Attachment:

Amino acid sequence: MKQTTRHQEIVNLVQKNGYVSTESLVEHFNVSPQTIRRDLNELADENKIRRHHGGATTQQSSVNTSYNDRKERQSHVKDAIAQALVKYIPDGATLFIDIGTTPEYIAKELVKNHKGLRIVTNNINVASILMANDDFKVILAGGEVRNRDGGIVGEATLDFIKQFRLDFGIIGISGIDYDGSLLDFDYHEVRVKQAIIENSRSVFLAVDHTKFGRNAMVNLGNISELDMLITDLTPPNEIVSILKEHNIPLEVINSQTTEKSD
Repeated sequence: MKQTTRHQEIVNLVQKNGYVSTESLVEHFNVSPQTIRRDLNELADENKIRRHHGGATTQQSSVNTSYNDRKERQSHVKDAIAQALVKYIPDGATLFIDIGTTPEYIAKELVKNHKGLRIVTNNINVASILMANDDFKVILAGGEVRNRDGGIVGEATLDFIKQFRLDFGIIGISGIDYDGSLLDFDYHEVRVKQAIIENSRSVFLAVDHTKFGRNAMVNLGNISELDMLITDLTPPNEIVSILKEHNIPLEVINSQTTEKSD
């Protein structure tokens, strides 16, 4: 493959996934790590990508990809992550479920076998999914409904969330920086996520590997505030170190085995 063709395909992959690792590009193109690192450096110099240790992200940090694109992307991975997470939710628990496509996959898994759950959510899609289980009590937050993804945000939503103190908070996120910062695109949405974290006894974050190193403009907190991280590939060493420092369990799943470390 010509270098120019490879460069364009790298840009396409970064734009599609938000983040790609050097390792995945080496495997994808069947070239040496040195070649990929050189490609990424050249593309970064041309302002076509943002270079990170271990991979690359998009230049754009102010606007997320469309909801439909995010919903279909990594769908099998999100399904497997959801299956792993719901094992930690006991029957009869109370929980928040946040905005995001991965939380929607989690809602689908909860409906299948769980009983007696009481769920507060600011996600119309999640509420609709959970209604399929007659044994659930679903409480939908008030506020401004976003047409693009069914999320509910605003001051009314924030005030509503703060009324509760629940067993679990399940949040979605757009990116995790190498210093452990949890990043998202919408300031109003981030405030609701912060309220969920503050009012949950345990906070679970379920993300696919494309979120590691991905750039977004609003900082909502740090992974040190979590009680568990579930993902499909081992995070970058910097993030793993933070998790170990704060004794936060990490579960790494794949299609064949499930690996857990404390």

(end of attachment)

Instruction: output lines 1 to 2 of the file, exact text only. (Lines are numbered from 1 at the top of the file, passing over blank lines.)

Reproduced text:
Amino acid sequence: MKQTTRHQEIVNLVQKNGYVSTESLVEHFNVSPQTIRRDLNELADENKIRRHHGGATTQQSSVNTSYNDRKERQSHVKDAIAQALVKYIPDGATLFIDIGTTPEYIAKELVKNHKGLRIVTNNINVASILMANDDFKVILAGGEVRNRDGGIVGEATLDFIKQFRLDFGIIGISGIDYDGSLLDFDYHEVRVKQAIIENSRSVFLAVDHTKFGRNAMVNLGNISELDMLITDLTPPNEIVSILKEHNIPLEVINSQTTEKSD
Repeated sequence: MKQTTRHQEIVNLVQKNGYVSTESLVEHFNVSPQTIRRDLNELADENKIRRHHGGATTQQSSVNTSYNDRKERQSHVKDAIAQALVKYIPDGATLFIDIGTTPEYIAKELVKNHKGLRIVTNNINVASILMANDDFKVILAGGEVRNRDGGIVGEATLDFIKQFRLDFGIIGISGIDYDGSLLDFDYHEVRVKQAIIENSRSVFLAVDHTKFGRNAMVNLGNISELDMLITDLTPPNEIVSILKEHNIPLEVINSQTTEKSD